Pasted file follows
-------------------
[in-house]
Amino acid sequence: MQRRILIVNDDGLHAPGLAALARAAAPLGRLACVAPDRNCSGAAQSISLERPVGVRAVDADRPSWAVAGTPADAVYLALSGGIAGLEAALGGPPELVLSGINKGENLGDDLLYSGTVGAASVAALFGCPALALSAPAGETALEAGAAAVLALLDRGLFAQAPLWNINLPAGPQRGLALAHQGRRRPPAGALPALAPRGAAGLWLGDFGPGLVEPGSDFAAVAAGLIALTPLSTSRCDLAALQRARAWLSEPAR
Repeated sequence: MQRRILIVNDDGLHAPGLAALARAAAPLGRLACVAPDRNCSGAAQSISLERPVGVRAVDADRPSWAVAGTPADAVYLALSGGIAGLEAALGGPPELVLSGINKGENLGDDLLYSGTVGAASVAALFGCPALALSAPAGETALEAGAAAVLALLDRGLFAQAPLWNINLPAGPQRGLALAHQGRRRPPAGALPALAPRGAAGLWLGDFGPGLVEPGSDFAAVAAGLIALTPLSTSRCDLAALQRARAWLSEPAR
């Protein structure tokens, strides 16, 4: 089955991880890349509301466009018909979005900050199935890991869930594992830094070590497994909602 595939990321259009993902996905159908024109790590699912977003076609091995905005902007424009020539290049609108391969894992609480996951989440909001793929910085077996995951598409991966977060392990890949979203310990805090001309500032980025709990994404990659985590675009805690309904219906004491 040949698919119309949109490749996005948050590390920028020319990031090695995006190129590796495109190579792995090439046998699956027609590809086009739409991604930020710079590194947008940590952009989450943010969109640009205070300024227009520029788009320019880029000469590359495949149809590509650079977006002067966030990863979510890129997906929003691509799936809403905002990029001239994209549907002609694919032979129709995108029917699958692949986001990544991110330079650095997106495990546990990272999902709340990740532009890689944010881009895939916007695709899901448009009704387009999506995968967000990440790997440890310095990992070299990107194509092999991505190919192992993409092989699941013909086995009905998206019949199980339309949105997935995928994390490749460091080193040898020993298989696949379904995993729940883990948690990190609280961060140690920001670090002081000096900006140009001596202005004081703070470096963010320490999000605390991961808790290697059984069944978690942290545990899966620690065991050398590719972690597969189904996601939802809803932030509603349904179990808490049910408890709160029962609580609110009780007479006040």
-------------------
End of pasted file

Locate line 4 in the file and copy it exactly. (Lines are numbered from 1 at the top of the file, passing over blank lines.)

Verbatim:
């Protein structure tokens, strides 16, 4: 089955991880890349509301466009018909979005900050199935890991869930594992830094070590497994909602 595939990321259009993902996905159908024109790590699912977003076609091995905005902007424009020539290049609108391969894992609480996951989440909001793929910085077996995951598409991966977060392990890949979203310990805090001309500032980025709990994404990659985590675009805690309904219906004491 040949698919119309949109490749996005948050590390920028020319990031090695995006190129590796495109190579792995090439046998699956027609590809086009739409991604930020710079590194947008940590952009989450943010969109640009205070300024227009520029788009320019880029000469590359495949149809590509650079977006002067966030990863979510890129997906929003691509799936809403905002990029001239994209549907002609694919032979129709995108029917699958692949986001990544991110330079650095997106495990546990990272999902709340990740532009890689944010881009895939916007695709899901448009009704387009999506995968967000990440790997440890310095990992070299990107194509092999991505190919192992993409092989699941013909086995009905998206019949199980339309949105997935995928994390490749460091080193040898020993298989696949379904995993729940883990948690990190609280961060140690920001670090002081000096900006140009001596202005004081703070470096963010320490999000605390991961808790290697059984069944978690942290545990899966620690065991050398590719972690597969189904996601939802809803932030509603349904179990808490049910408890709160029962609580609110009780007479006040």